The Kalashe celebrating their harvest festival Uchau in their remote mountain valleys.
The inhabitants of the Kalash valley celebrate a number of festivals all year round. (Uchau) This festival takes place in mid August at the altar of Mahandeo where newly made cheese is brought from the pastures. Dancing and singing again forms an integral part of the festival.. Kalash people organize Uchal. the harvest celebration to pay homage to the almighty that blessed them with fruits and other crops. the prepare cheese, buttermilk and corn to celebrate this festival. during the festival prayers, a procession is made to a high plateau outside the village a Balangkuru where the long night of dancing begins. the festivals continue for many days moving on to different locations within the valleys.
They form the smallest minority community in the Islamic Republic of Pakistan. The Kalashas live in three valleys of Chitral namely, Rumbur, Brumbret and Birir. The Rumbur and Brumbret form a single culture due to their very similar cultural practices, while Birir being the most traditional one forms a separate culture. The people of Kalash or white skinned with golden brown hair and blue eyes. The language of the Kalash is the Kalasha and is a Dardic language. The Kalasha language has no proper script; however, there have been recent developments in introducing a formal script for the language. The people of Kalash are extremely particular about their religion and break ties with anyone of them who converts to Islam. The converts are not allowed after the conversion to be a part of their community. They keep their identity strong. The women of Kalash wear long black loose robes with colorful embroideries and cowrie shells. These women are also found wearing colorful beads and necklaces that further distinguish them from the other women of the Chitral region.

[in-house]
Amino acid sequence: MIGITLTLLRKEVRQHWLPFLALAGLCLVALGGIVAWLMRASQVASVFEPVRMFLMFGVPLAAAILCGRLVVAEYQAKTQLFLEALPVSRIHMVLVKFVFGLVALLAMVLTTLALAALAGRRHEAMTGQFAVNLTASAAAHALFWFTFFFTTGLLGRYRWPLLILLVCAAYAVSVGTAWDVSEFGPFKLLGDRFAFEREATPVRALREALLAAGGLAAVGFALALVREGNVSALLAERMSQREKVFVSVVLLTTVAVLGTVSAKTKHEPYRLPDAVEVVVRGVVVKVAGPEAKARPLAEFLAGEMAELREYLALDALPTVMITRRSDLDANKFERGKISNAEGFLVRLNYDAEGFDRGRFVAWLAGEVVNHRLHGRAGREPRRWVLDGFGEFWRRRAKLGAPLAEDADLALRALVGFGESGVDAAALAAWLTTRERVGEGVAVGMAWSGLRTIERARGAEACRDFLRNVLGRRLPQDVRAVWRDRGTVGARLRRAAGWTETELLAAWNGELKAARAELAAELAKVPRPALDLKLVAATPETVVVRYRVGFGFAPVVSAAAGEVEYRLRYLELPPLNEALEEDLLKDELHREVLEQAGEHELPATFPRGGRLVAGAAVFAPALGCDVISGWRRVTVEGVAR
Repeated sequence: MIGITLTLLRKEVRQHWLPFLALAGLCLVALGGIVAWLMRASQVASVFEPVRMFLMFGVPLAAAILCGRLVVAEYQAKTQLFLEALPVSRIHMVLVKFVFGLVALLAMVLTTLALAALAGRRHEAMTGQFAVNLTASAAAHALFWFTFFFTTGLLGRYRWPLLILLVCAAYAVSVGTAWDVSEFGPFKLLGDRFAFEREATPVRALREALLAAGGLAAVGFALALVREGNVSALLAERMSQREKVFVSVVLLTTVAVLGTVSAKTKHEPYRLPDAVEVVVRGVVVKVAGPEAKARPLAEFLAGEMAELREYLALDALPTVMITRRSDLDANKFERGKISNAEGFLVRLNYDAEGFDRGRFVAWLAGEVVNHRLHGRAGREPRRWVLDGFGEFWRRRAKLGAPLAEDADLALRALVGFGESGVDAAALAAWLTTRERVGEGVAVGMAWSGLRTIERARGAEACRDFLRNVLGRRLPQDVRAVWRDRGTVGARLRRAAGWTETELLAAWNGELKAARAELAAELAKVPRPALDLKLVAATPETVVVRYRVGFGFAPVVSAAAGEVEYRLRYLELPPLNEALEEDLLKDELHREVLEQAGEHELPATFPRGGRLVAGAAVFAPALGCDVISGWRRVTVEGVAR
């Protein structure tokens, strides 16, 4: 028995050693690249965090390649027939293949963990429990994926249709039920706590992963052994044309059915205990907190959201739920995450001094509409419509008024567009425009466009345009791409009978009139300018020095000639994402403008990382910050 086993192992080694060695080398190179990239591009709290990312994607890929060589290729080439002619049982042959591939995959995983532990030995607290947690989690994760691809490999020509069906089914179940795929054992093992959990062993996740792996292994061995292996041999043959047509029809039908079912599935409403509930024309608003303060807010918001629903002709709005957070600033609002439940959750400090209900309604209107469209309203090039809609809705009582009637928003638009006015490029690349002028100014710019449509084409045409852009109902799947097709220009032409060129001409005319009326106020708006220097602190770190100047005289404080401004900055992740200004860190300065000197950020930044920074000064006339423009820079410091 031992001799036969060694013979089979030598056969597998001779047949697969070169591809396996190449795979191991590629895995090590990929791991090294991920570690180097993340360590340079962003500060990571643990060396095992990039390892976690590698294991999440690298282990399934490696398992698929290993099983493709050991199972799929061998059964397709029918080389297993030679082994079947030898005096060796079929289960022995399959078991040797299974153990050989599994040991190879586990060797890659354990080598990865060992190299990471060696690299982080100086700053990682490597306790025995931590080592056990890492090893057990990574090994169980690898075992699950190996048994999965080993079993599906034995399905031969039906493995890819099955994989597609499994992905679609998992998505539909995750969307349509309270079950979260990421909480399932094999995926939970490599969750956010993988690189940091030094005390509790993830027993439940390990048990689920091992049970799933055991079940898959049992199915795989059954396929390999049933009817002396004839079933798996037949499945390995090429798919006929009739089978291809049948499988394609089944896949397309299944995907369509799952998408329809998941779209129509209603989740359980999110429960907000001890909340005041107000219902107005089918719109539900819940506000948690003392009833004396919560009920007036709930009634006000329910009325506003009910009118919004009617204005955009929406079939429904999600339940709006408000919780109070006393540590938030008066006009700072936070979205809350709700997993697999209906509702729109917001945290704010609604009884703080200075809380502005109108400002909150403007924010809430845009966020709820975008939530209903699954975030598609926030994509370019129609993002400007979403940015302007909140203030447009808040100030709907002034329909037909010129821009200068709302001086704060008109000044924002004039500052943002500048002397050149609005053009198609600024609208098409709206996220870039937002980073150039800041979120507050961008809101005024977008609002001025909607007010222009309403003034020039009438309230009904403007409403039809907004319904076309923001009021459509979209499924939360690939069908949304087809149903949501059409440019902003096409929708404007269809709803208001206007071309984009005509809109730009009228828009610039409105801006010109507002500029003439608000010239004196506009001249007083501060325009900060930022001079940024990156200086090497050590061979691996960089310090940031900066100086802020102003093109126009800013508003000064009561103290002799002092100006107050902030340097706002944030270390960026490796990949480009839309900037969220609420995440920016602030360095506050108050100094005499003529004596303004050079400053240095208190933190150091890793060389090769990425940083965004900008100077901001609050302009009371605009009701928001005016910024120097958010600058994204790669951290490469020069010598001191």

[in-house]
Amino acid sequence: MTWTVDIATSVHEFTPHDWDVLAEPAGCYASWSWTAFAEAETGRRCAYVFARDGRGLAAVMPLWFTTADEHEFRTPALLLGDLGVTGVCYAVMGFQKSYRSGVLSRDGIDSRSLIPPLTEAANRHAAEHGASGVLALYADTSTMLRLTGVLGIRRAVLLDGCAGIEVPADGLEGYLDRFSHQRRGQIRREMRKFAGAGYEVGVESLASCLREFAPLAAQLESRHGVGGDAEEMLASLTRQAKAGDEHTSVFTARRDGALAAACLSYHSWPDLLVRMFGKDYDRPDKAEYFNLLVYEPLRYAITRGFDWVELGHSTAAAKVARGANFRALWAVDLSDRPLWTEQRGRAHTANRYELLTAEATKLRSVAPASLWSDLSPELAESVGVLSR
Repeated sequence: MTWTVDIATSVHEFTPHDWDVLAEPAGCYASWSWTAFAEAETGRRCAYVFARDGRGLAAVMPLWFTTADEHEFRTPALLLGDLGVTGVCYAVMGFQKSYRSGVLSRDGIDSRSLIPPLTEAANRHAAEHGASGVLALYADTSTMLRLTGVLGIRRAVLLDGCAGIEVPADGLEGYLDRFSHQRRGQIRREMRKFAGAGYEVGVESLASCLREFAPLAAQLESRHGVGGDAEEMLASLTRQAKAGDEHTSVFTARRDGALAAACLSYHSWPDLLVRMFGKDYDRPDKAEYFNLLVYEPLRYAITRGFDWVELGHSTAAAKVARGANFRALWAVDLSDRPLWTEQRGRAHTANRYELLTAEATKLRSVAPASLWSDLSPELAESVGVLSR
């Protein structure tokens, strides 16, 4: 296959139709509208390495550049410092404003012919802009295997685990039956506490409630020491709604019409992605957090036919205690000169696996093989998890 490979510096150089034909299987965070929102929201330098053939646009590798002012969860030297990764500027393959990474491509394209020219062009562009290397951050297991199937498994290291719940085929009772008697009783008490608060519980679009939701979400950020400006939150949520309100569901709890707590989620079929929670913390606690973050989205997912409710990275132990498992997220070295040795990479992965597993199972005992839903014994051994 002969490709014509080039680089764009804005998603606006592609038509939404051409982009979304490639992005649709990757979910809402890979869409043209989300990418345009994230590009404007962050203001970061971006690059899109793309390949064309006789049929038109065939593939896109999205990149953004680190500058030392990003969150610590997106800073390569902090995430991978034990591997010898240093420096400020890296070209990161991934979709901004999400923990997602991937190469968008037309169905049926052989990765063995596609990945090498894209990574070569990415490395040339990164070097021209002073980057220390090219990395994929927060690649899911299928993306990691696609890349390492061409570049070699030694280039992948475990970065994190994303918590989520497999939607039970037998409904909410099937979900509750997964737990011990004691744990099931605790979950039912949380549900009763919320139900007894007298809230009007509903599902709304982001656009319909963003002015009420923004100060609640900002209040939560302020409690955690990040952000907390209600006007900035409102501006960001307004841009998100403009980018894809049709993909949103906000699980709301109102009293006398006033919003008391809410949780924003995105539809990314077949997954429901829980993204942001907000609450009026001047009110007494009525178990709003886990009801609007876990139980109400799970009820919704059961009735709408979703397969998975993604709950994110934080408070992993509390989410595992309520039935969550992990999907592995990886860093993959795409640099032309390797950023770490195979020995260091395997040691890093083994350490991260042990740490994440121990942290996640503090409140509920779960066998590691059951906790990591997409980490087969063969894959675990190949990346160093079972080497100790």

The people of Kalash have a rich culture and are very strong footed about their identity. These people stand out from the remaining tribes, cultures and communities of Pakistan due to their distinct culture, religious practices and festivals. The area known as Kalash Valley boosts serene beauty, lush green valleys and fruit farms making it an ideal tourist spot not only in terms of scenic beauty but also cultural diversity and religious spots. Despite all the pros the fact of the matter remains that nothing is being done to develop the area and to invest in its tourism industry. The Kalash valley faces discrimination on a number of fronts be it economic development or recognition as a separate religious entity. The area lacks proper infrastructure which cuts it off with the rest of the world and has resulted in the backwardness of the region.
The Kalashas are polytheistic believing in 12 Gods and Goddesses. A renowned linguist Richard strand, is of the view that the people of Kalash practice an ancient form of Hinduism which gradually developed locally and got influenced by the neighboring areas of pre Islamic Nuristan. They believe in a number of Gods e.g. Yama Raja also called Dezau and Khodai who is the creator deity. Another god is the Balumain who is the cultural hero and taught the people of Kalash how to celebrate the winter festival. Other gods include Destak, Munjem, Dezalik.